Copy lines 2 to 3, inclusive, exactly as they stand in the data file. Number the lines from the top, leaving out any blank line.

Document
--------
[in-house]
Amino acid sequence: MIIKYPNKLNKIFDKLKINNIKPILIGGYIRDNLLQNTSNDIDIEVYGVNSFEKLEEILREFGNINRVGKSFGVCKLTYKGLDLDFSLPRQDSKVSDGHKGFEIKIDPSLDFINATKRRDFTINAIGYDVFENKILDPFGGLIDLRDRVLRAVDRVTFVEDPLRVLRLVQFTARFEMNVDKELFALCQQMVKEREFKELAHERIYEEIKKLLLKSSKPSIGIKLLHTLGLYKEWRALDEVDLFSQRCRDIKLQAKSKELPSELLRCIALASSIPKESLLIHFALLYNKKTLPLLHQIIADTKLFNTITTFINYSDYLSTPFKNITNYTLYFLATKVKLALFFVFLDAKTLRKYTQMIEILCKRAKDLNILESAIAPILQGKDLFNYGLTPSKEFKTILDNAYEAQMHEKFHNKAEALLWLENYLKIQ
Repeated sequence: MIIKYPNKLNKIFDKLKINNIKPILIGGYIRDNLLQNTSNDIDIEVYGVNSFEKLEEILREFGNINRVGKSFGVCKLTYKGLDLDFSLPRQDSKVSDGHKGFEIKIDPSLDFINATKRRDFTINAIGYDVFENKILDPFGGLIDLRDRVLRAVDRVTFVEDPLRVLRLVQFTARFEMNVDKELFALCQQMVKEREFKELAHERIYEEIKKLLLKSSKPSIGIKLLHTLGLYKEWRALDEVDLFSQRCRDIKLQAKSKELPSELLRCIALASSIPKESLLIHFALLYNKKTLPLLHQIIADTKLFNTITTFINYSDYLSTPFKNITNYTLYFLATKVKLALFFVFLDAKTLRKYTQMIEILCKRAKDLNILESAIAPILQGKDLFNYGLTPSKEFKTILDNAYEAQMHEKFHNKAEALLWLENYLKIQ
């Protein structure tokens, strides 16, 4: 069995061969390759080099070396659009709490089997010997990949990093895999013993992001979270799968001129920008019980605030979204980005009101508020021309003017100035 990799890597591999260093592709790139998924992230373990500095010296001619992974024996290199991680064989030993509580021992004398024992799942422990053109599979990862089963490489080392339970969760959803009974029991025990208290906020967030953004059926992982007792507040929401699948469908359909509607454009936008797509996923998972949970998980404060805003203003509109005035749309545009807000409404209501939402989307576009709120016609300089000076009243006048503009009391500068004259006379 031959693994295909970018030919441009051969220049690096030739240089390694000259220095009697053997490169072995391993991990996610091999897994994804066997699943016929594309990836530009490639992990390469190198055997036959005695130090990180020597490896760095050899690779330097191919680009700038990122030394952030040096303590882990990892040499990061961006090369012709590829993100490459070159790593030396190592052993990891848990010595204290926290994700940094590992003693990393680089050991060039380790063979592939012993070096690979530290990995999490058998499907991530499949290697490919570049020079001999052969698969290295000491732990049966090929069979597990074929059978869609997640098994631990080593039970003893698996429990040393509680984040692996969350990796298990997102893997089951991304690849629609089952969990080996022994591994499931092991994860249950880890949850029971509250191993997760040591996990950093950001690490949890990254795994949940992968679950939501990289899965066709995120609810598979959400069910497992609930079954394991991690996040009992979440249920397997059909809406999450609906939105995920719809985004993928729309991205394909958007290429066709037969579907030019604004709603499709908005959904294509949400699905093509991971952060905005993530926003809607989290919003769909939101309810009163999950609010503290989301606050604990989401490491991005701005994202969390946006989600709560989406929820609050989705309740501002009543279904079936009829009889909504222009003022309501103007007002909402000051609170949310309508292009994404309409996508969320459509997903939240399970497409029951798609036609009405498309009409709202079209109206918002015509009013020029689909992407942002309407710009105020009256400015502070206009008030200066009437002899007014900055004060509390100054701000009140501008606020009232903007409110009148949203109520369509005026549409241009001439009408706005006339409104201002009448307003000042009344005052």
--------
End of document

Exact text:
Amino acid sequence: MIIKYPNKLNKIFDKLKINNIKPILIGGYIRDNLLQNTSNDIDIEVYGVNSFEKLEEILREFGNINRVGKSFGVCKLTYKGLDLDFSLPRQDSKVSDGHKGFEIKIDPSLDFINATKRRDFTINAIGYDVFENKILDPFGGLIDLRDRVLRAVDRVTFVEDPLRVLRLVQFTARFEMNVDKELFALCQQMVKEREFKELAHERIYEEIKKLLLKSSKPSIGIKLLHTLGLYKEWRALDEVDLFSQRCRDIKLQAKSKELPSELLRCIALASSIPKESLLIHFALLYNKKTLPLLHQIIADTKLFNTITTFINYSDYLSTPFKNITNYTLYFLATKVKLALFFVFLDAKTLRKYTQMIEILCKRAKDLNILESAIAPILQGKDLFNYGLTPSKEFKTILDNAYEAQMHEKFHNKAEALLWLENYLKIQ
Repeated sequence: MIIKYPNKLNKIFDKLKINNIKPILIGGYIRDNLLQNTSNDIDIEVYGVNSFEKLEEILREFGNINRVGKSFGVCKLTYKGLDLDFSLPRQDSKVSDGHKGFEIKIDPSLDFINATKRRDFTINAIGYDVFENKILDPFGGLIDLRDRVLRAVDRVTFVEDPLRVLRLVQFTARFEMNVDKELFALCQQMVKEREFKELAHERIYEEIKKLLLKSSKPSIGIKLLHTLGLYKEWRALDEVDLFSQRCRDIKLQAKSKELPSELLRCIALASSIPKESLLIHFALLYNKKTLPLLHQIIADTKLFNTITTFINYSDYLSTPFKNITNYTLYFLATKVKLALFFVFLDAKTLRKYTQMIEILCKRAKDLNILESAIAPILQGKDLFNYGLTPSKEFKTILDNAYEAQMHEKFHNKAEALLWLENYLKIQ